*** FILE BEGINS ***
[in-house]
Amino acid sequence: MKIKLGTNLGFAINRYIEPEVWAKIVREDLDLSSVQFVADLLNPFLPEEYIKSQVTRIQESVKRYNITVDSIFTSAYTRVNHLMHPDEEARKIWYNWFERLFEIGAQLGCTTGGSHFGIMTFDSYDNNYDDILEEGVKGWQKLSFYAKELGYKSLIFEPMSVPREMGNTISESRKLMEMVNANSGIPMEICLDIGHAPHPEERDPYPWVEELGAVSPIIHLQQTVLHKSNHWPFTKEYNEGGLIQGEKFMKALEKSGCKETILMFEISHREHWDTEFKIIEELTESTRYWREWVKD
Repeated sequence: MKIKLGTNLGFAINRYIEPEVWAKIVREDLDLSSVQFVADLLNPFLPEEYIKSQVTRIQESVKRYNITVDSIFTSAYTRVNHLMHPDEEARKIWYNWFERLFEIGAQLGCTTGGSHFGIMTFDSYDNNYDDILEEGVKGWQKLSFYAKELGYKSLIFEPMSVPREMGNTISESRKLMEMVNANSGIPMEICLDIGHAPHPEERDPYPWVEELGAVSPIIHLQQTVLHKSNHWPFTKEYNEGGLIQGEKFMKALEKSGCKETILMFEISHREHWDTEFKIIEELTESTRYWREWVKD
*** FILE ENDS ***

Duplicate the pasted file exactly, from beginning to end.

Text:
[in-house]
Amino acid sequence: MKIKLGTNLGFAINRYIEPEVWAKIVREDLDLSSVQFVADLLNPFLPEEYIKSQVTRIQESVKRYNITVDSIFTSAYTRVNHLMHPDEEARKIWYNWFERLFEIGAQLGCTTGGSHFGIMTFDSYDNNYDDILEEGVKGWQKLSFYAKELGYKSLIFEPMSVPREMGNTISESRKLMEMVNANSGIPMEICLDIGHAPHPEERDPYPWVEELGAVSPIIHLQQTVLHKSNHWPFTKEYNEGGLIQGEKFMKALEKSGCKETILMFEISHREHWDTEFKIIEELTESTRYWREWVKD
Repeated sequence: MKIKLGTNLGFAINRYIEPEVWAKIVREDLDLSSVQFVADLLNPFLPEEYIKSQVTRIQESVKRYNITVDSIFTSAYTRVNHLMHPDEEARKIWYNWFERLFEIGAQLGCTTGGSHFGIMTFDSYDNNYDDILEEGVKGWQKLSFYAKELGYKSLIFEPMSVPREMGNTISESRKLMEMVNANSGIPMEICLDIGHAPHPEERDPYPWVEELGAVSPIIHLQQTVLHKSNHWPFTKEYNEGGLIQGEKFMKALEKSGCKETILMFEISHREHWDTEFKIIEELTESTRYWREWVKD